It has been 3 months since a new, unusually widespread outbreak of Monkeypox was first identified. What was normally a virus confined to limited infections in the West African continent is becoming a global health concern.
What have we learned about this virus in that time?
Spread & transmission:
The first case was detected in London in the United Kingdom on 6 May 2022 in an individual with travel links to Nigeria (where the disease is known to have been endemic since 2017). The number of cases grew in a cluster in London, and within 2 weeks new cases were reported in Portugal, Spain, Italy, Belgium, France & the USA. This broad distribution of confirmed and suspected cases of monkeypox with no direct travel links to an endemic area represents a highly unusual event.
The relatively long incubation period of 7-21 days likely contributed to this breadth of spread; with infected carriers unknowingly travelling and interacting socially, with physical skin-to-skin contact being the most effective transmission vector.
The virus continued to spread efficiently; and by August 2022, the WHO had declared the outbreak a “public health emergency of international concern” (1). Now over 80 countries are reporting Monkeypox, with over 30,000 individuals infected. It is hypothesised that this virus has been spreading across Europe un-diagnosed or detected only in isolated cases for considerably longer than the first observations in May.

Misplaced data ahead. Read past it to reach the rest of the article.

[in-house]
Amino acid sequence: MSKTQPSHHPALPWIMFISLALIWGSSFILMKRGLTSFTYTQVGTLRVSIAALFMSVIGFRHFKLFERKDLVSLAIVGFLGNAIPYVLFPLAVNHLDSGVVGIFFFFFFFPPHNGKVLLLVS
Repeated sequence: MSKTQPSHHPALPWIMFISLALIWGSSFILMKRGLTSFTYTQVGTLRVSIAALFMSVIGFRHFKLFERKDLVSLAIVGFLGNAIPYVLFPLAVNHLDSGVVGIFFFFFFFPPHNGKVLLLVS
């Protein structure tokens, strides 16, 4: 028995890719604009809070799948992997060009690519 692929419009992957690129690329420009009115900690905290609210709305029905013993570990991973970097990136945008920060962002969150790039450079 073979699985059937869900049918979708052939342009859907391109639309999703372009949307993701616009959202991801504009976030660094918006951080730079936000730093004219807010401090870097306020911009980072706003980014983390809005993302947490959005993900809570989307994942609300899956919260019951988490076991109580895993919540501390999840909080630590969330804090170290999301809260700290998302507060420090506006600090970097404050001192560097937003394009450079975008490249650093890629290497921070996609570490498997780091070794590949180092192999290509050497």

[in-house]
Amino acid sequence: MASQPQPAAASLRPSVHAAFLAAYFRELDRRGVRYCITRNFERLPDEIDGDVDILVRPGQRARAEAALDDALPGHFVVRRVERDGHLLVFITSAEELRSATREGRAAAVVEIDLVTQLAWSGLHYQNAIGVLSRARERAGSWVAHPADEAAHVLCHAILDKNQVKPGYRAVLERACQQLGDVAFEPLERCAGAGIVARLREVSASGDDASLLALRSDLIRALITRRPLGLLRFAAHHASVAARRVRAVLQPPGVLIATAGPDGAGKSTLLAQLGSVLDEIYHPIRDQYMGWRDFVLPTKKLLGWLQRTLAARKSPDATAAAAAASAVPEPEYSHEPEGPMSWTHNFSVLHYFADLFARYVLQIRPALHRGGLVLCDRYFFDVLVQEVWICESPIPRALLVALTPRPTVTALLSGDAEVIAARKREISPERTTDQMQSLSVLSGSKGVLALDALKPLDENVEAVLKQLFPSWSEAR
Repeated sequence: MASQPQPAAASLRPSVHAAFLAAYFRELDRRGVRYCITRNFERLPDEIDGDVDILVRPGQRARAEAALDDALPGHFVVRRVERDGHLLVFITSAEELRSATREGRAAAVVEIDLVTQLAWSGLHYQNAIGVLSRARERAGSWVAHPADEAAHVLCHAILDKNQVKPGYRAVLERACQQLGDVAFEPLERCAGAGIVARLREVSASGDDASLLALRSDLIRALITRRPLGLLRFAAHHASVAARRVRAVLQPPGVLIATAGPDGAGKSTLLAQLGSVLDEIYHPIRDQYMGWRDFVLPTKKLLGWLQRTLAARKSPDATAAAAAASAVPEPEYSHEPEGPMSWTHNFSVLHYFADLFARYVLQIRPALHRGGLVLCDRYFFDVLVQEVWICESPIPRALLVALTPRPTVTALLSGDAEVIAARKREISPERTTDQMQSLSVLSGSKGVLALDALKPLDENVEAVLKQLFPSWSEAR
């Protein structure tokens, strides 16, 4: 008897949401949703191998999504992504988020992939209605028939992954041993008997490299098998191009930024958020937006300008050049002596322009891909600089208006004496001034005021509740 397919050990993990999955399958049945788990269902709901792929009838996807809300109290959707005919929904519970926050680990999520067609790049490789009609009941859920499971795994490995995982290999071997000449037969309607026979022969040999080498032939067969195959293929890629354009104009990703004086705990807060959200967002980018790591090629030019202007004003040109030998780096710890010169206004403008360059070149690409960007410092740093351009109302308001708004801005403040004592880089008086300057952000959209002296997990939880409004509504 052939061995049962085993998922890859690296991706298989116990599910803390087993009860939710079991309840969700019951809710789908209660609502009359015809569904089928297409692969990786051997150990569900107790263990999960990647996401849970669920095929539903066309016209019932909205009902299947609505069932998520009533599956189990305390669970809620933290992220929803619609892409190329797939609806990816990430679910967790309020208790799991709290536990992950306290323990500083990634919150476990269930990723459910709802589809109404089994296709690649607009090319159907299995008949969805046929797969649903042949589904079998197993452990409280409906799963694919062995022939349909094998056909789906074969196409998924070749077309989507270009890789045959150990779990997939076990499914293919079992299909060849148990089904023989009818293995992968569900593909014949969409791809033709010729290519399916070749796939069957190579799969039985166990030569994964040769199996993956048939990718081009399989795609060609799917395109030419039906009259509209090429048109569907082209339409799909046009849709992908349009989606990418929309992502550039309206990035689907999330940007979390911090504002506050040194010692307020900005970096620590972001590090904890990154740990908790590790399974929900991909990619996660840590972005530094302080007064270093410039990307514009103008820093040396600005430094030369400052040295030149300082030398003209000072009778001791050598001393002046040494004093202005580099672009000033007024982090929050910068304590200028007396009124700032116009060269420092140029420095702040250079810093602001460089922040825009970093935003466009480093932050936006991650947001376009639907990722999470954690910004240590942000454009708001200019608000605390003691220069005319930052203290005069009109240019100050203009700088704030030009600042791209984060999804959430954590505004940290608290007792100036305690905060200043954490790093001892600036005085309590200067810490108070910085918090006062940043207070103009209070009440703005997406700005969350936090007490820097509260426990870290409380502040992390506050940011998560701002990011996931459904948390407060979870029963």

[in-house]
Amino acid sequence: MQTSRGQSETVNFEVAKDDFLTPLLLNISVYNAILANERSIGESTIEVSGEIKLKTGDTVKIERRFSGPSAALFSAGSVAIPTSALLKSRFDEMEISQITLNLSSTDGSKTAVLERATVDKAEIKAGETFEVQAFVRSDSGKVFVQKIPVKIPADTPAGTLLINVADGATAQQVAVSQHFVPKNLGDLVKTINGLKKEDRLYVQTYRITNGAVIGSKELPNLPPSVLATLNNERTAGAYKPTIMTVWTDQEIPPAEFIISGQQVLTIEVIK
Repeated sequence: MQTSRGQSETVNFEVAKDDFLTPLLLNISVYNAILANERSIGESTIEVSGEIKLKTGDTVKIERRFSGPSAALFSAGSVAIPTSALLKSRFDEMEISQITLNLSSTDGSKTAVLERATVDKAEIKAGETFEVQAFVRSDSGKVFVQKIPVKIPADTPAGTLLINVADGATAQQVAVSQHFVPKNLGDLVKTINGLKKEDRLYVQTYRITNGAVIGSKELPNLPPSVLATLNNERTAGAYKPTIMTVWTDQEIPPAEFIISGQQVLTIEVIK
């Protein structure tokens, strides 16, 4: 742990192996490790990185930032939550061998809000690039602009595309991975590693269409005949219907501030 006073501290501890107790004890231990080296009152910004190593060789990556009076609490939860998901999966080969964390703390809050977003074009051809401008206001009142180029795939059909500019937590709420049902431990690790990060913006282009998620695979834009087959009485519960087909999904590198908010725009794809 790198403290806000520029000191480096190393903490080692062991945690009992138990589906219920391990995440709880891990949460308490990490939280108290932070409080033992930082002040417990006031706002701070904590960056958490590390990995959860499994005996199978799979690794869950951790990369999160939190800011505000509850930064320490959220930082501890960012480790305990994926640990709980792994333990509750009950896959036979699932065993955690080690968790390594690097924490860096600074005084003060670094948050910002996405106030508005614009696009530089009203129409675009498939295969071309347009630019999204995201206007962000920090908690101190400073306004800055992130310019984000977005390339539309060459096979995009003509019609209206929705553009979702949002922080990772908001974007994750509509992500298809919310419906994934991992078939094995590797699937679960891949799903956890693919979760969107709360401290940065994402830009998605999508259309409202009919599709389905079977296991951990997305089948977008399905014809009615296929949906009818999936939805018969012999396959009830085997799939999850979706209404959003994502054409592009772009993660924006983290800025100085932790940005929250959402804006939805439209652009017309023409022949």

What to expect next?
While no treatment exists; it has been shown that smallpox vaccines such as live Vaccinia virus will offer defence to close contacts and reduce the severity of infection. However, with the eradication of Smallpox virus in the 1970’s, smallpox vaccination has not been commonplace for almost 50 years; most of the population will not have received such a vaccine.
Interesting discoveries about the virus have recently been published (2). As a DNA virus it is assumed this will be relatively slow to evolve when compared to the more volatile single stranded RNA viruses such as Influenza or Coronaviruses. A recent phylogenomic characterization of the 2022 monkeypox strain found the “presumably slow-evolving” shows 50 single nucleotide polymorphisms, which is approximately 6 to 12-fold more mutations than might be anticipated in such a “new” strain.
This shows an accelerated evolution from that observed in smaller, contained outbreaks; contributing to a potentially enhanced adaptability for reproduction and transmission in human hosts.
The Native Antigen Company : Tools to support your research
The Native Antigen Company are developing a panel of antigens to support research into this disease. Please visit our Pox virus page https://thenativeantigencompany.com/poxvirus/ or contact us to speak with our team.